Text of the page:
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June 09, 2006


You've likely heard the terms "inflation" and "deflation." But what about "stagflation"? N.C. State University economics professor Mike Walden explains the term -- and why it's popping up in economy discussions these days.

"Stagflation was actually in vogue … in the 1970s and 80s," says Dr. Walden, of the College of Agriculture and Life Sciences. "It’s really the worst of all economic worlds because it combines slow or no growth in the economy -- that’s translated into stagnation -- which means incomes are not going up and jobs are harder to find. But … added to that is rapid increases in prices, or inflation.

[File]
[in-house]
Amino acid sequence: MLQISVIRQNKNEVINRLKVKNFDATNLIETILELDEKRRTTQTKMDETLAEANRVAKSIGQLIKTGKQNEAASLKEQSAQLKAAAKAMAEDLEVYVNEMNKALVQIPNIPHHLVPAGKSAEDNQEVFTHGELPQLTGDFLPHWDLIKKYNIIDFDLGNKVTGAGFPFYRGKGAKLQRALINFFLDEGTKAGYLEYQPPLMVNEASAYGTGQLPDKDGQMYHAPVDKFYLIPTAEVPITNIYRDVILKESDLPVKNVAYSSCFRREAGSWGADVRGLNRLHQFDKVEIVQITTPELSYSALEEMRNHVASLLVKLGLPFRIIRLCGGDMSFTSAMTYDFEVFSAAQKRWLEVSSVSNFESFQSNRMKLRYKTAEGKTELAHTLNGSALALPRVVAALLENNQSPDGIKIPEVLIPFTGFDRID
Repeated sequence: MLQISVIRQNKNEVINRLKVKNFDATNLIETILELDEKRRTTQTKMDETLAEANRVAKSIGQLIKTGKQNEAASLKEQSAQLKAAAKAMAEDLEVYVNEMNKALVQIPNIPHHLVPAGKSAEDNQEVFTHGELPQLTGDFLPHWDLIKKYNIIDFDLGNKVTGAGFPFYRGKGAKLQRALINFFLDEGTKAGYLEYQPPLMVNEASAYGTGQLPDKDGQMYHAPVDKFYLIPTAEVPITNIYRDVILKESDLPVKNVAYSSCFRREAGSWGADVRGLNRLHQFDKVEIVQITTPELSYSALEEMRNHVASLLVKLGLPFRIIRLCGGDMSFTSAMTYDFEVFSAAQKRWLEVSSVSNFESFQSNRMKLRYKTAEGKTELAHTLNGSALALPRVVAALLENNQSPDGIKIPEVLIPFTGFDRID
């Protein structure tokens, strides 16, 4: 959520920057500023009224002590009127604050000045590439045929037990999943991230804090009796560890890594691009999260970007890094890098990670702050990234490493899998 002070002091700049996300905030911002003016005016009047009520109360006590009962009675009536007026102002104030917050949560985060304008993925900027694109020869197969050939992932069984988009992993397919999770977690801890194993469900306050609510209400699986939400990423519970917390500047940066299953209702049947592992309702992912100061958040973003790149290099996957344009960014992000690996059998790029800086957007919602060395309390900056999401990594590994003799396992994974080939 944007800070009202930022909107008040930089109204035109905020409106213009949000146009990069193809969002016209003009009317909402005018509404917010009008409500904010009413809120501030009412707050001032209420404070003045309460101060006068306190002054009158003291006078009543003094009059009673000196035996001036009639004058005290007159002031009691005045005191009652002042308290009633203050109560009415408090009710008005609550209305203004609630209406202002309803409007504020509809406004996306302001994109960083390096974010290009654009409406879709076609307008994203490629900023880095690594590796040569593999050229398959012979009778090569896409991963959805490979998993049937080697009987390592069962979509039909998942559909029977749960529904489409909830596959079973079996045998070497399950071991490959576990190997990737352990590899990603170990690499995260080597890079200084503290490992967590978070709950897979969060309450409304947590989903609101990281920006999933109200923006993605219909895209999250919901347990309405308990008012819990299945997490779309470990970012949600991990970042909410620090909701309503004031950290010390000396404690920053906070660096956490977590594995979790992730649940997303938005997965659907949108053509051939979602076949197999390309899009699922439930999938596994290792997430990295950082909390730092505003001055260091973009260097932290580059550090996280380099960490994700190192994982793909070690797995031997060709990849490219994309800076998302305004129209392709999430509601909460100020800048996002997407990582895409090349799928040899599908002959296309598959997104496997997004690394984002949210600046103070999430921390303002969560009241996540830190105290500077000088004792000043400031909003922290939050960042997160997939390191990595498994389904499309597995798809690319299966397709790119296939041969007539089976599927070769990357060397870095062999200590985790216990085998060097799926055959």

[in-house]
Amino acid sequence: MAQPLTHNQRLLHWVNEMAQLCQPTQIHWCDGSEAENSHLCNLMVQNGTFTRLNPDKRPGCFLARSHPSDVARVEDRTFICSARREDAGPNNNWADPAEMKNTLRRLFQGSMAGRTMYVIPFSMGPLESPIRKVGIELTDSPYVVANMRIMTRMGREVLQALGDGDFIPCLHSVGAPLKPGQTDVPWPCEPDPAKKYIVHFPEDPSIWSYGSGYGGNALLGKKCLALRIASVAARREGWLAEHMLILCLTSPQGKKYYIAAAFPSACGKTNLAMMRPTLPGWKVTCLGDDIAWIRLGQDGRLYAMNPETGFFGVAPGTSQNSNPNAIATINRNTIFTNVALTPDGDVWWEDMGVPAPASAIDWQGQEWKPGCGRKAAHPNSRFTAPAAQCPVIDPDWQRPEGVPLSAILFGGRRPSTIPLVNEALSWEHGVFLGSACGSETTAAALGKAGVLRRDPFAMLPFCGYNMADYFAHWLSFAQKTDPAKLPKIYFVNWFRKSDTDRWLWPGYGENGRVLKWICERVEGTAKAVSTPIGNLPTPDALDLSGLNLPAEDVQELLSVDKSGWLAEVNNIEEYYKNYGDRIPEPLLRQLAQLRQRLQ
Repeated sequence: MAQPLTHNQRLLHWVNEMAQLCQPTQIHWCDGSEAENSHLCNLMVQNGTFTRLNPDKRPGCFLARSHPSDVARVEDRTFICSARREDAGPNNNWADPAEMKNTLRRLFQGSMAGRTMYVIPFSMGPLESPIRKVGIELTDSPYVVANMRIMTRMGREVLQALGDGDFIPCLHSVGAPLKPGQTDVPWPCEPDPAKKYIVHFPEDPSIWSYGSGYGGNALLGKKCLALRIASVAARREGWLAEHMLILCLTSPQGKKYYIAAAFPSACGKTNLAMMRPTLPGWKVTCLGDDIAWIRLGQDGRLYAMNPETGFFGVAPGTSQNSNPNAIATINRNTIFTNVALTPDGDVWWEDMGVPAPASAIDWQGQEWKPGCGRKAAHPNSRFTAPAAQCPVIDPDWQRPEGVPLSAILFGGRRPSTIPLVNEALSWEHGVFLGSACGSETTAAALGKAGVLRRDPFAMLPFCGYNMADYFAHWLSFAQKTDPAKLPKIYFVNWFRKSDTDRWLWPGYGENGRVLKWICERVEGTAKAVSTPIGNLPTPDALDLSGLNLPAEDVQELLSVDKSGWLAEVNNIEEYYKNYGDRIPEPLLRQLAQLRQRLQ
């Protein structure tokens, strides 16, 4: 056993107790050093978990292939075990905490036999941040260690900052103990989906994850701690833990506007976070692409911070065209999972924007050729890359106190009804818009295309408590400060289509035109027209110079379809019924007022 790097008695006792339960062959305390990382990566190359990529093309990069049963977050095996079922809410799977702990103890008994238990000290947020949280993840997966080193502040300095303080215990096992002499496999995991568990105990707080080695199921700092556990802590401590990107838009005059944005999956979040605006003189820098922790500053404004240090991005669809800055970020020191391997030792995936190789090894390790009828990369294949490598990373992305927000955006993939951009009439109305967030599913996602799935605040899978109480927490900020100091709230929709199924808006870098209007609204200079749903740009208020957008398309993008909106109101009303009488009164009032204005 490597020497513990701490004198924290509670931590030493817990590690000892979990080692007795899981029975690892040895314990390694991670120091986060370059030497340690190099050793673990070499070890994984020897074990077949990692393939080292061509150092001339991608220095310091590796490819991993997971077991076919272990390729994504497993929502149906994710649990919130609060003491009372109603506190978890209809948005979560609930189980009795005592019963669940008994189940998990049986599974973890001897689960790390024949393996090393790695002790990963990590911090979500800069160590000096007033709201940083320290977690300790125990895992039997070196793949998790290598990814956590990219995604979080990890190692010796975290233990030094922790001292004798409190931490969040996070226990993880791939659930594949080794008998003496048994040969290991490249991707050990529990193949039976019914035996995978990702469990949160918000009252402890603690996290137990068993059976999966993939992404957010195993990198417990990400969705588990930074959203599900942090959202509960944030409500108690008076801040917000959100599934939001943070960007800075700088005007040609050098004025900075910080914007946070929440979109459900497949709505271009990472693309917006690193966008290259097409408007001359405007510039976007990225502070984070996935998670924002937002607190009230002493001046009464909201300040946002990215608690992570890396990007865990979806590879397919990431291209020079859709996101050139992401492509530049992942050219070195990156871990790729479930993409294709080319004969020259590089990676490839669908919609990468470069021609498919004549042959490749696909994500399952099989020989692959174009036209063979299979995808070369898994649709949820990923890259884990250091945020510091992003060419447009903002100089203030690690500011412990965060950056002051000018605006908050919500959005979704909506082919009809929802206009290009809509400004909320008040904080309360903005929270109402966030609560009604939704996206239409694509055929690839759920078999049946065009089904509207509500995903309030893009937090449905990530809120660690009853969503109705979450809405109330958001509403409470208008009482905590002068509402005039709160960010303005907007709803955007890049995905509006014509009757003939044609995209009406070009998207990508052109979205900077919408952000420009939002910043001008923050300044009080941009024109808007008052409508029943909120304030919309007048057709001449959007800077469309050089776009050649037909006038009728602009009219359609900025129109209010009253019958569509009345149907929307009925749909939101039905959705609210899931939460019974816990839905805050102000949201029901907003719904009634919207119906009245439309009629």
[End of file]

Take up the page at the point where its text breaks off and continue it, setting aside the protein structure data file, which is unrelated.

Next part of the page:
"So you put the two together –- stagnation of the economy and inflation of prices -- and you get stagflation, and we had this unfortunately in the 1970s and the early part of the 1980s.

"People might recall hearing about something called the misery index, which was developed really to measure stagflation. And this has come back again.

"Some economists are talking about this because there is a concern that we may see a cooling off in the economy but at the same time we are obviously having increases in prices -- a lot of that energy related.

"And so some are concerned about whether we could have at least a mini version of stagflation"

Posted by deeshore at June 9, 2006 08:00 AM